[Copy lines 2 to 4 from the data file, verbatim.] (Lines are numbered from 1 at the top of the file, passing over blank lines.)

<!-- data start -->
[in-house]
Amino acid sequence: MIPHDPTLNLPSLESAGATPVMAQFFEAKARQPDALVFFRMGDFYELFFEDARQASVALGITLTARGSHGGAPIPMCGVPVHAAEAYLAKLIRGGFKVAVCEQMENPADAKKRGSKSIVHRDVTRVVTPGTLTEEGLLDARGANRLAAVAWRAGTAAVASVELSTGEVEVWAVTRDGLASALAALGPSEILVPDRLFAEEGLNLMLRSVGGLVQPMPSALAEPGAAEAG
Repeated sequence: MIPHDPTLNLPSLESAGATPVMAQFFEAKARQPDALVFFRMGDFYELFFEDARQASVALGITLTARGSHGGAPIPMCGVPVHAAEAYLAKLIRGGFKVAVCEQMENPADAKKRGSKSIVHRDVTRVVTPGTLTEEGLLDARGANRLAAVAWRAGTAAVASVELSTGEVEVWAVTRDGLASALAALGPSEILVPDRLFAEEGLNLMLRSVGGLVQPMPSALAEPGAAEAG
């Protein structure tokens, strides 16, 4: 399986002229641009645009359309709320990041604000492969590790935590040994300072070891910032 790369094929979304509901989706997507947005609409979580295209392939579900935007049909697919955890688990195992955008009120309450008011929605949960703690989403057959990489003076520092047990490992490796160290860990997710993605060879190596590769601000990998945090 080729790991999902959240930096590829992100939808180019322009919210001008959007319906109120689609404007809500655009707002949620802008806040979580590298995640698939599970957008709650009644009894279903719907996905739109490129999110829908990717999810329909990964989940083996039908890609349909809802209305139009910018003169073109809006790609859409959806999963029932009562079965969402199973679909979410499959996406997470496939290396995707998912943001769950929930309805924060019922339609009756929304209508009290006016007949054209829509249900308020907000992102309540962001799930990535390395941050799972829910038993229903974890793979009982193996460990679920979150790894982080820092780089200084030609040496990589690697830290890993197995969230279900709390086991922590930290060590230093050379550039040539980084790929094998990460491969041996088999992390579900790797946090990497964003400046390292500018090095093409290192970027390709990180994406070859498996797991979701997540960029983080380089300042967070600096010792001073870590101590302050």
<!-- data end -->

Amino acid sequence: MIPHDPTLNLPSLESAGATPVMAQFFEAKARQPDALVFFRMGDFYELFFEDARQASVALGITLTARGSHGGAPIPMCGVPVHAAEAYLAKLIRGGFKVAVCEQMENPADAKKRGSKSIVHRDVTRVVTPGTLTEEGLLDARGANRLAAVAWRAGTAAVASVELSTGEVEVWAVTRDGLASALAALGPSEILVPDRLFAEEGLNLMLRSVGGLVQPMPSALAEPGAAEAG
Repeated sequence: MIPHDPTLNLPSLESAGATPVMAQFFEAKARQPDALVFFRMGDFYELFFEDARQASVALGITLTARGSHGGAPIPMCGVPVHAAEAYLAKLIRGGFKVAVCEQMENPADAKKRGSKSIVHRDVTRVVTPGTLTEEGLLDARGANRLAAVAWRAGTAAVASVELSTGEVEVWAVTRDGLASALAALGPSEILVPDRLFAEEGLNLMLRSVGGLVQPMPSALAEPGAAEAG
């Protein structure tokens, strides 16, 4: 399986002229641009645009359309709320990041604000492969590790935590040994300072070891910032 790369094929979304509901989706997507947005609409979580295209392939579900935007049909697919955890688990195992955008009120309450008011929605949960703690989403057959990489003076520092047990490992490796160290860990997710993605060879190596590769601000990998945090 080729790991999902959240930096590829992100939808180019322009919210001008959007319906109120689609404007809500655009707002949620802008806040979580590298995640698939599970957008709650009644009894279903719907996905739109490129999110829908990717999810329909990964989940083996039908890609349909809802209305139009910018003169073109809006790609859409959806999963029932009562079965969402199973679909979410499959996406997470496939290396995707998912943001769950929930309805924060019922339609009756929304209508009290006016007949054209829509249900308020907000992102309540962001799930990535390395941050799972829910038993229903974890793979009982193996460990679920979150790894982080820092780089200084030609040496990589690697830290890993197995969230279900709390086991922590930290060590230093050379550039040539980084790929094998990460491969041996088999992390579900790797946090990497964003400046390292500018090095093409290192970027390709990180994406070859498996797991979701997540960029983080380089300042967070600096010792001073870590101590302050």